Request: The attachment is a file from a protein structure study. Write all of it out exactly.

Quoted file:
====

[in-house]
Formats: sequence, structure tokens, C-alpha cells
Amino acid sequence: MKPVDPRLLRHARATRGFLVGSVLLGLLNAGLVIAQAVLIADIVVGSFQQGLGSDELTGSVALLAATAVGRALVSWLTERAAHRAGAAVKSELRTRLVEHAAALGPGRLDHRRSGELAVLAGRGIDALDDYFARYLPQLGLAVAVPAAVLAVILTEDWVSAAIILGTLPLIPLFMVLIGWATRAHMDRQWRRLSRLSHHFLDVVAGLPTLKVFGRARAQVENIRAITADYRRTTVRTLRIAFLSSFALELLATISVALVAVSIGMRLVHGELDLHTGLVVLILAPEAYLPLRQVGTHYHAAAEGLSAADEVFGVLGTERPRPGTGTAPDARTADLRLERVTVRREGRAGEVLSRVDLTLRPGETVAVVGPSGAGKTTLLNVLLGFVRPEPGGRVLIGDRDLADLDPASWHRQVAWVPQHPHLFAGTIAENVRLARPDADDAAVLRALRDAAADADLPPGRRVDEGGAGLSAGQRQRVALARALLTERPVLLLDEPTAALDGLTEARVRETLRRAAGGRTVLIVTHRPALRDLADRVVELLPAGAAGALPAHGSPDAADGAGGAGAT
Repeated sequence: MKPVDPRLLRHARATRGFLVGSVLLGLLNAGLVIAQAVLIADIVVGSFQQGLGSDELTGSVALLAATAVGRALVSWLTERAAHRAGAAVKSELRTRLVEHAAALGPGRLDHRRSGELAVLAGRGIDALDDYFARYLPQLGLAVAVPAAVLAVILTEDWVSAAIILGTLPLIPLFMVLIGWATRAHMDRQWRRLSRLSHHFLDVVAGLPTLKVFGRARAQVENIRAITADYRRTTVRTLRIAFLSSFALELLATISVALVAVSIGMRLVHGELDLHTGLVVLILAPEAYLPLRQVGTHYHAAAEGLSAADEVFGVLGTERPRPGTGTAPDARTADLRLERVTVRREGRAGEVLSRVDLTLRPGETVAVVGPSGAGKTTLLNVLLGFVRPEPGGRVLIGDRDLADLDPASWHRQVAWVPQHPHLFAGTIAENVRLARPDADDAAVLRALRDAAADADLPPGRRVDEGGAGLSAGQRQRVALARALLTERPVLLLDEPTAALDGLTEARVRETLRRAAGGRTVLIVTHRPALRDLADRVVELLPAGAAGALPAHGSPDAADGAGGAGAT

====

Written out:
[in-house]
Formats: sequence, structure tokens, C-alpha cells
Amino acid sequence: MKPVDPRLLRHARATRGFLVGSVLLGLLNAGLVIAQAVLIADIVVGSFQQGLGSDELTGSVALLAATAVGRALVSWLTERAAHRAGAAVKSELRTRLVEHAAALGPGRLDHRRSGELAVLAGRGIDALDDYFARYLPQLGLAVAVPAAVLAVILTEDWVSAAIILGTLPLIPLFMVLIGWATRAHMDRQWRRLSRLSHHFLDVVAGLPTLKVFGRARAQVENIRAITADYRRTTVRTLRIAFLSSFALELLATISVALVAVSIGMRLVHGELDLHTGLVVLILAPEAYLPLRQVGTHYHAAAEGLSAADEVFGVLGTERPRPGTGTAPDARTADLRLERVTVRREGRAGEVLSRVDLTLRPGETVAVVGPSGAGKTTLLNVLLGFVRPEPGGRVLIGDRDLADLDPASWHRQVAWVPQHPHLFAGTIAENVRLARPDADDAAVLRALRDAAADADLPPGRRVDEGGAGLSAGQRQRVALARALLTERPVLLLDEPTAALDGLTEARVRETLRRAAGGRTVLIVTHRPALRDLADRVVELLPAGAAGALPAHGSPDAADGAGGAGAT
Repeated sequence: MKPVDPRLLRHARATRGFLVGSVLLGLLNAGLVIAQAVLIADIVVGSFQQGLGSDELTGSVALLAATAVGRALVSWLTERAAHRAGAAVKSELRTRLVEHAAALGPGRLDHRRSGELAVLAGRGIDALDDYFARYLPQLGLAVAVPAAVLAVILTEDWVSAAIILGTLPLIPLFMVLIGWATRAHMDRQWRRLSRLSHHFLDVVAGLPTLKVFGRARAQVENIRAITADYRRTTVRTLRIAFLSSFALELLATISVALVAVSIGMRLVHGELDLHTGLVVLILAPEAYLPLRQVGTHYHAAAEGLSAADEVFGVLGTERPRPGTGTAPDARTADLRLERVTVRREGRAGEVLSRVDLTLRPGETVAVVGPSGAGKTTLLNVLLGFVRPEPGGRVLIGDRDLADLDPASWHRQVAWVPQHPHLFAGTIAENVRLARPDADDAAVLRALRDAAADADLPPGRRVDEGGAGLSAGQRQRVALARALLTERPVLLLDEPTAALDGLTEARVRETLRRAAGGRTVLIVTHRPALRDLADRVVELLPAGAAGALPAHGSPDAADGAGGAGAT